Big Dogs vs Small Dogs, Life Span Science

by Mary Haight on March 9, 2013

big dogs vs small dogsAs dog lovers we are painfully aware of the short amount of time our best friends will spend with us. Although it doesn’t seem to impact our preferences, many know from experience that big dogs don’t live as long as small dogs.  As dog lovers we think their life span is much too short as it is. But when looking across species, we see bigger animals living longer than smaller, excepting predation ( Science Museum, London). Elephants can live to be 70, parrots to 80 , Swan to 100,  giant whales and tortoise from more than one to nearly two centuries. The longest living of large animals all move slowly. Conversely, small animals like a house mouse can make it to 4 years, a shrew to 1.5 years, and a mayfly 1 day. These small animals move quickly.

Activity level and metabolism have much to do with this equation:

“Larger, more complex organisms can often get away with eating a few times a day, have slower metabolic rates, and are less active. It’s thought that during daily life, the process of breaking down food and turning it into energy might actually lead to aging by damaging the DNA inside cells. So the more active the organism, the faster it “burns out” and ages itself.” Science Museum

Within a species the opposite seems true. The bigger members have shorter life spans. So what does this mean for dogs?

“The apparent cost of bigger bodies is especially conspicuous with dogs, a species that people have bred over the millennia to come in an extraordinary range of sizes. The heaviest known dog may have been Zorba, an English mastiff that weighed 343 pounds (155 kilograms), while the smallest dog alive may be Meyzi, a terrier less than a quarter-pound (110 grams) in size.” LiveScience

Data from more than 56,000 dogs from veterinary teaching hospitals was taken, analyzing ages at death of 74 breeds to find why large dogs live shorter lives. Cornelia Kraus, evolutionary biologist at the University of Gottingen in Germany, explained that research established large breeds age at faster rates, and large dogs’ lives begin “unwinding in fast motion”. Proper nutrition and weight control also play a part in slowing the end of life – all things being equal: An increase of 4.4 lbs in weight deducts 1 month off life span.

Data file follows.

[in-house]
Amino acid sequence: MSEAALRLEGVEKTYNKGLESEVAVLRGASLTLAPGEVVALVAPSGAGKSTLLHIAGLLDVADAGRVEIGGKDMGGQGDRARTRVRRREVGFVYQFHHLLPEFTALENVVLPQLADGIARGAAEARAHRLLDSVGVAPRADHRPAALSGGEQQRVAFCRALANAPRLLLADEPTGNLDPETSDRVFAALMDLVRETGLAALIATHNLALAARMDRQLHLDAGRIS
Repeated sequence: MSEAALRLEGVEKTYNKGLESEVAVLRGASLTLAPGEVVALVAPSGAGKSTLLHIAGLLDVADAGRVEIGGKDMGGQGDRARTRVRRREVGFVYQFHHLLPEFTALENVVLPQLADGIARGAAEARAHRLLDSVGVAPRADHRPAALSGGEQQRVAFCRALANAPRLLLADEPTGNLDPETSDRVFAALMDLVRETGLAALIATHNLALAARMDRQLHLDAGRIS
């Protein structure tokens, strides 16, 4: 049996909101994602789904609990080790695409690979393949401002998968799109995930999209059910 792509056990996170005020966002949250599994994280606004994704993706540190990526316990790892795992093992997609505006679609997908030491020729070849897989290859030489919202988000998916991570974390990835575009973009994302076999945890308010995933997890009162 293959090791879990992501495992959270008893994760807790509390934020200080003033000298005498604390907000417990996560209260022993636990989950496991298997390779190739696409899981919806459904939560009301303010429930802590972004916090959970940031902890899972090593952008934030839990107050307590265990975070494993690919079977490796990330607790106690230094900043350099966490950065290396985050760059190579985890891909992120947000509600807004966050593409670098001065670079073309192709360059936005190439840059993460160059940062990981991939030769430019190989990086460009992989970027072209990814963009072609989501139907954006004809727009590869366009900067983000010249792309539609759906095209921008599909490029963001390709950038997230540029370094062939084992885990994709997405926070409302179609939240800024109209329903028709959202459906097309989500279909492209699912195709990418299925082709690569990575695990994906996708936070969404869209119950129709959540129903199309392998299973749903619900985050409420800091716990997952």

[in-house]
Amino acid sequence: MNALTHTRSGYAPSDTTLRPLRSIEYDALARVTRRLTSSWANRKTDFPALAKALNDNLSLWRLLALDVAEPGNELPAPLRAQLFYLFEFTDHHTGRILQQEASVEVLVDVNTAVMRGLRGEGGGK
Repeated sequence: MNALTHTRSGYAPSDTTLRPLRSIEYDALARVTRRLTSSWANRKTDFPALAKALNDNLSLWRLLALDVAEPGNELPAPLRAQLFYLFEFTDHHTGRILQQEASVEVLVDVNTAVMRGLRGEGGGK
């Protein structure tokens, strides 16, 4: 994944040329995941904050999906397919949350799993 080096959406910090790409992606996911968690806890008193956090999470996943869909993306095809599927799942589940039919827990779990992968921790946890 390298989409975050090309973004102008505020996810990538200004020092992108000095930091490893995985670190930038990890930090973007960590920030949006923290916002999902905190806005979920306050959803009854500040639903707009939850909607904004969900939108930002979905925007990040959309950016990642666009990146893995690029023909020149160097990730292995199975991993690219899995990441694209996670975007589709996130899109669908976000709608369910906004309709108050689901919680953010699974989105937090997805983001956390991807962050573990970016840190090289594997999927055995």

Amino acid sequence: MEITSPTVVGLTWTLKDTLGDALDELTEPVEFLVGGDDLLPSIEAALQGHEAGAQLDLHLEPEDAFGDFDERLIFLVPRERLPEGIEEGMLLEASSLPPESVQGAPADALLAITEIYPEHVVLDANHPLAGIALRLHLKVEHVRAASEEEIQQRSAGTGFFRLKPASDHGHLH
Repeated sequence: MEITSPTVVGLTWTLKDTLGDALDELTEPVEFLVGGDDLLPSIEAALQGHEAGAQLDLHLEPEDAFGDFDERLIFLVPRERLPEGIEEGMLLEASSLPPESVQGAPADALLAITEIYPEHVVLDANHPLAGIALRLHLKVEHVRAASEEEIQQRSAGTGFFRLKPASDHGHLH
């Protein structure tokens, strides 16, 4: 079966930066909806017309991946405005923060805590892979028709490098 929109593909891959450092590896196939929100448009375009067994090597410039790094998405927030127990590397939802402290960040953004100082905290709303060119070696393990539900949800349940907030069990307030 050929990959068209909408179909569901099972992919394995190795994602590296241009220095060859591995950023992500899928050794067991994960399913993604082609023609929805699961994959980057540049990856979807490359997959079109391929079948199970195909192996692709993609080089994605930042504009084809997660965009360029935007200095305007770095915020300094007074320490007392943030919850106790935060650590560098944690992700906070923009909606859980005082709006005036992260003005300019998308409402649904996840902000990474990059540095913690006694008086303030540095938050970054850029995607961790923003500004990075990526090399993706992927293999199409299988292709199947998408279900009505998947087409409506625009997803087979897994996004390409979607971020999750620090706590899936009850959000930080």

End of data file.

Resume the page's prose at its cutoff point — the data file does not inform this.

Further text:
Kraus, a self-described dog nerd, and her band of investigators now want to go forward with a large scale study to determine the leading cause of death for large dogs by following growth and  health histories. Since large dogs appear to suffer more from cancer, the answer, or part of it, may lie in their rate of growth — cancer is all about abnormal rates of cell growth. We’ll be gathering all information on big dogs vs small dogs as it publishes.

You can read the details of this study in the April issue of the American Naturalist journal. In the meantime, are you surprised by any of this? What did you think was most important to remember for the future health and longevity of your dog?

(Photo credit: Karen Arnold)

 

11 comments
MySlimDoggy
MySlimDoggy

Given that you have a dog of a certain size, what can be done to ensure that it lives as long as possible?  One suggestion is to keep your dog lean and fit.  The seminal Purina study showed how lean litter mates outlived their chubby siblings by almost 2 years.  Labs were used in the study. 

 

You can find the article link here: http://slimdoggy.com/daily-reader/

vscook
vscook

Zora - at 35 pounds and nearly 10 years is still going strong! She reminds me a lot of Sassy, our Brittany mix, who had two speeds - on and off.  And she went full speed for 15 years! 

kwilson883
kwilson883

Longevity research (canine or human) interests me a great deal. One study I've been following with interest is one for Rottweilers going on at Purdue (http://www.purdue.edu/newsroom/releases/2013/Q1/veterinarian-blazes-a-path-to-the-nations-oldest-pet-dogs-to-advance-research-on-successful-aging.html). I've not been fortunate to have any of my Rottweilers live to be old enough to participate (13 years) though. Hope my current ones will make it that far! Takeaway? Even though genetics are obviously important, diet and exercise can't be ignored - interestingly enough the same conclusion from a human longevity study that my father participated in from 1965-2010.

Joan_BlogBizBuzz
Joan_BlogBizBuzz

Having lost a Great Dane at 5 years and a cross Great Dane/Rhodesian Ridgeback at 7 years both to cancer it is interesting to find someone is doing research. Thanks for an interesting article Mary,

Liz Pullen
Liz Pullen

So sad that larger dogs are so negatively impacted by their size. My brother has Golden Retrievers and they seem to only live to 12 years or so.

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